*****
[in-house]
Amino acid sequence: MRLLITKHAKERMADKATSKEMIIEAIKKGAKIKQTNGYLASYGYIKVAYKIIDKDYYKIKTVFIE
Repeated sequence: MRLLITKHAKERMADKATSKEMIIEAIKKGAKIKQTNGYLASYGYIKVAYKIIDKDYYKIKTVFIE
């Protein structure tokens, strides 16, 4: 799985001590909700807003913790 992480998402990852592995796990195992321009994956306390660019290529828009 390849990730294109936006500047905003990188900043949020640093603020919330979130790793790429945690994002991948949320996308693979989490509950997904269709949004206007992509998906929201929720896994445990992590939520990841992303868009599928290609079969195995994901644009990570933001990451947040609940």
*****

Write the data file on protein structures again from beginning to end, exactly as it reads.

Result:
[in-house]
Amino acid sequence: MRLLITKHAKERMADKATSKEMIIEAIKKGAKIKQTNGYLASYGYIKVAYKIIDKDYYKIKTVFIE
Repeated sequence: MRLLITKHAKERMADKATSKEMIIEAIKKGAKIKQTNGYLASYGYIKVAYKIIDKDYYKIKTVFIE
């Protein structure tokens, strides 16, 4: 799985001590909700807003913790 992480998402990852592995796990195992321009994956306390660019290529828009 390849990730294109936006500047905003990188900043949020640093603020919330979130790793790429945690994002991948949320996308693979989490509950997904269709949004206007992509998906929201929720896994445990992590939520990841992303868009599928290609079969195995994901644009990570933001990451947040609940």